If you saw the bleak, train-centric trailer for Bong Jooh-ho's "Snowpiercer," chances are you might've been at least a little confused about what the what was going on in it. This animated short, which serves as pseudo-prequel to the sci-fi drama should help clear a few things up.
First of all, let's break down the plot: In a nutshell, the film is set in the future, following a time when humans have failed in an experiment to stop global warming, instead inviting an Ice Age that destroys all life on Earth save for one train-full of people. This particular train is special, mind you, because it's got a perpetual-motion engine ... and that engine produces all the heat, so the front of the train is the place to be. Except, there's a stratus to this thing, and at the tippy-top of the heater hierarchy is Mason (Tilda Swinton), the frigid — pardon the pun — H.B.I.C. on this locomotive.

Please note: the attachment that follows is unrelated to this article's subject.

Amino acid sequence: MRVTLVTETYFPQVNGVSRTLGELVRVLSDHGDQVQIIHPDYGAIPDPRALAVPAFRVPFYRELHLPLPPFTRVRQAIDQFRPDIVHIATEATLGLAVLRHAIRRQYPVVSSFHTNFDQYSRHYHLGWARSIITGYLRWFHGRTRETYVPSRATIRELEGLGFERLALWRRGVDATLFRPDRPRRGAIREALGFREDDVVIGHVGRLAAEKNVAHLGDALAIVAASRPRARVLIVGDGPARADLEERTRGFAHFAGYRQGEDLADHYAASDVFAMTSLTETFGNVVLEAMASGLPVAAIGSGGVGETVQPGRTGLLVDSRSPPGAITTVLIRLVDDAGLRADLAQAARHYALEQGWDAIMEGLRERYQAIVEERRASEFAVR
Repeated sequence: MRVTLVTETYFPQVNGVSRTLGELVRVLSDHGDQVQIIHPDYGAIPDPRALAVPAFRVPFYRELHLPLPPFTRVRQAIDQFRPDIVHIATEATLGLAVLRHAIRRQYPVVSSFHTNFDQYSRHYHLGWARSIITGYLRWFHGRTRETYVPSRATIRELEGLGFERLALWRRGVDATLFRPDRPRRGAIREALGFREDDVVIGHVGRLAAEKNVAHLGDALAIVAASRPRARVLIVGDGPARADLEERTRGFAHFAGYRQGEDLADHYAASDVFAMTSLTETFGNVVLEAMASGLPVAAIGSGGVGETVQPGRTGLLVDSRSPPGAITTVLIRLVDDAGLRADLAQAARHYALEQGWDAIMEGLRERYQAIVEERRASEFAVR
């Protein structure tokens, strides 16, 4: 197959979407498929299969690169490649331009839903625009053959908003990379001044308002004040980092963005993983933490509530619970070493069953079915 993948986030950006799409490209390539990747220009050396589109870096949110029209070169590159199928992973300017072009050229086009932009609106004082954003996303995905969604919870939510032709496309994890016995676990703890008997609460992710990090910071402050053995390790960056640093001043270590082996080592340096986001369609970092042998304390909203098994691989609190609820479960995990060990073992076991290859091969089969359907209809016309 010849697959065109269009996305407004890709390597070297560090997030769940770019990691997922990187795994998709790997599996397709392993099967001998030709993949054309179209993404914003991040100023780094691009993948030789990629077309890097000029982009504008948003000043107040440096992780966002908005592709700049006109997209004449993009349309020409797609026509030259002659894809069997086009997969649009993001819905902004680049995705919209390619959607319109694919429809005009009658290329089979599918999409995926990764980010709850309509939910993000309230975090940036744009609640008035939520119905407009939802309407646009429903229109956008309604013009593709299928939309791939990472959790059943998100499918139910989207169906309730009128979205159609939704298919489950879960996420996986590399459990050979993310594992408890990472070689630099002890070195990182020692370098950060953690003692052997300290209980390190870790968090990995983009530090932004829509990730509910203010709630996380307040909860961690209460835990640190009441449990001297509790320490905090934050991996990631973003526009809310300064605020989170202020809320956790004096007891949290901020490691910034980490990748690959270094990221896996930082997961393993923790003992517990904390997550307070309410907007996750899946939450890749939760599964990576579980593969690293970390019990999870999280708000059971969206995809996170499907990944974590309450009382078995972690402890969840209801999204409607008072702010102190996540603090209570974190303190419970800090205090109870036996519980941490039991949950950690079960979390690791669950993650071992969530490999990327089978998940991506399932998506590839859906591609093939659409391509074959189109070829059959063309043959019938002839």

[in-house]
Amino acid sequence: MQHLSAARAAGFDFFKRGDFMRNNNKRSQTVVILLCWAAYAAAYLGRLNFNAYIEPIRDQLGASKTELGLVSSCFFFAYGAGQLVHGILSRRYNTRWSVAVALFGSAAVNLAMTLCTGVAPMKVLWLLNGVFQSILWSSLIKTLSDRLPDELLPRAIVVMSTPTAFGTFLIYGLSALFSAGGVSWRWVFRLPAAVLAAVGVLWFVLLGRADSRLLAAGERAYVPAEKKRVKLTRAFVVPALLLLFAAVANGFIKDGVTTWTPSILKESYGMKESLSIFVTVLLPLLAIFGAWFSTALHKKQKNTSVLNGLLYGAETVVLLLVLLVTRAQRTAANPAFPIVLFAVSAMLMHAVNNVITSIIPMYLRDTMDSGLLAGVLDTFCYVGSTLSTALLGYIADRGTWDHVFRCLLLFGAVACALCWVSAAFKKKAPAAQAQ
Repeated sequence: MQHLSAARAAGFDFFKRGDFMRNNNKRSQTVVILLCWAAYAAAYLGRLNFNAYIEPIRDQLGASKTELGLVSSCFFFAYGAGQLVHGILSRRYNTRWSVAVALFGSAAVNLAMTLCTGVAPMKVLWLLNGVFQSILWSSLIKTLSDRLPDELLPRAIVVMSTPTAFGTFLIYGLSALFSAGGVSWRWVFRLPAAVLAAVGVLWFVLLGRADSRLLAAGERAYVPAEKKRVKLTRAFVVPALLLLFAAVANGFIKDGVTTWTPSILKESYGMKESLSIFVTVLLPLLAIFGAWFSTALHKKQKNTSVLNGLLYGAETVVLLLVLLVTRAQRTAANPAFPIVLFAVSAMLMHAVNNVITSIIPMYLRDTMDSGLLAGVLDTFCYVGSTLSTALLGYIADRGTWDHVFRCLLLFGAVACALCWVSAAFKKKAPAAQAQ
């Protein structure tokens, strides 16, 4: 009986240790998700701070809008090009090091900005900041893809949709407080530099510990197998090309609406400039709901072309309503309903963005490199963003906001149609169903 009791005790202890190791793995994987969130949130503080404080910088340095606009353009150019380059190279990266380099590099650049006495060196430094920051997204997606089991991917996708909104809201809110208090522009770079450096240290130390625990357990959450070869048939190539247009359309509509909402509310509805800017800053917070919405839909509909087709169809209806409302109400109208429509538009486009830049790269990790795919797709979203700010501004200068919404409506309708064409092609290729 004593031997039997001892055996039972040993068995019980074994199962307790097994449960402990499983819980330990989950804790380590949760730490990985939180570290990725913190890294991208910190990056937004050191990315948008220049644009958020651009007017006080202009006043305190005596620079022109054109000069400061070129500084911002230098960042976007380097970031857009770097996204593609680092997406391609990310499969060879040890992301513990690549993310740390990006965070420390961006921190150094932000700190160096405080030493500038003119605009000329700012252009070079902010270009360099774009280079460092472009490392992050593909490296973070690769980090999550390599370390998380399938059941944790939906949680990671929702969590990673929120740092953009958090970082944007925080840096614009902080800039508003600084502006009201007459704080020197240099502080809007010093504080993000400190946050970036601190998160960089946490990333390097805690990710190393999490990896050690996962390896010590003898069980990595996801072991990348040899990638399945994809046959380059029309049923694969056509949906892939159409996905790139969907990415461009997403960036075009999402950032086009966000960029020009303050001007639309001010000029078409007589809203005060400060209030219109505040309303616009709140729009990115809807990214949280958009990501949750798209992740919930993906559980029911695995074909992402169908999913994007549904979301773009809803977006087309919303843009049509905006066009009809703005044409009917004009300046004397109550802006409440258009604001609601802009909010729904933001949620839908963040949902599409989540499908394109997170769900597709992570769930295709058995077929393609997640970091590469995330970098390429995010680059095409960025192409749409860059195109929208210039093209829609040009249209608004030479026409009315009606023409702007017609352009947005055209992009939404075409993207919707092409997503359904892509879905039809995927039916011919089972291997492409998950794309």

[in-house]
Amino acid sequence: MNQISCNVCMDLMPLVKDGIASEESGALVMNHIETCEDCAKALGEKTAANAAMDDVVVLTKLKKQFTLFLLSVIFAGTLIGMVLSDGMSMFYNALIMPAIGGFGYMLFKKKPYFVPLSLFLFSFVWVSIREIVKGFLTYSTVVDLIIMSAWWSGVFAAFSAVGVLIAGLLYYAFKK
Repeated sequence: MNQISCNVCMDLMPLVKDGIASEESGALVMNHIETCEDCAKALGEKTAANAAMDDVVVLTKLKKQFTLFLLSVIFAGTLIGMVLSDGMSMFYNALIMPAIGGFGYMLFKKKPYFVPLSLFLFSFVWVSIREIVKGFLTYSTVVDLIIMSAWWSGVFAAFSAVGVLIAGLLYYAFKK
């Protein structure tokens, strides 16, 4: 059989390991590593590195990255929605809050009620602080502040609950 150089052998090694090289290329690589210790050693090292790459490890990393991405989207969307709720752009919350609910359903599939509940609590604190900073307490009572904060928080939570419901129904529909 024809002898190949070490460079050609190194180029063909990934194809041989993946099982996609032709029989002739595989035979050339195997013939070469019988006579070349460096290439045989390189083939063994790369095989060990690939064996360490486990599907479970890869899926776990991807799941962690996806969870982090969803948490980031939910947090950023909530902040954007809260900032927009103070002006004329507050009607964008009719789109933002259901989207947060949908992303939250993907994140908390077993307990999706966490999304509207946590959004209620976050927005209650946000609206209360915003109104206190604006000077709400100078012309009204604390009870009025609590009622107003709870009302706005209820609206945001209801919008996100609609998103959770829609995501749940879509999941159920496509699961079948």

Naturally, revolution ensues, led up by Curtis (Chris Evans) and his freezing friends.
Adding to that info, this animated prequel helps to sheds some light on that "failed experiment" that covered the world in ice like this. Evidently, things were not so different than they are in real-life present day — iPads and 7up were apparently still in — except that to solve the issue of global warming, people weren't so much going for hybrid vehicles and rechargeable batteries as they were counting on a rocket called the CW-7 to launch away all their problems. It did not end well. Sort of a reverse Pompeii situation, from the looks of this thing.
The real drama and violence, though, followed with the selection of which people get onto the dang train before it was too late. The humanity!
Interestingly enough, the prequel is told from the perspective of a 17-year-old named Yona (Ah-sung Ko in the film), recalling the adventures of her father, who is presumably Kang-ho Song's Namgoong Minsu, the "security specialist" employed by Pine's Curtis to overthrow the wench up front.
What a ride.
"Snowpiercer" also stars Jamie Bell, Alison Pill, John Hurt, Octavia Spencer, Ed Harris and Luke Pasqualino and hits S. Korean theaters on Aug. 1. The film's domestic release date has not yet been set by its distributor, The Weinstein Company.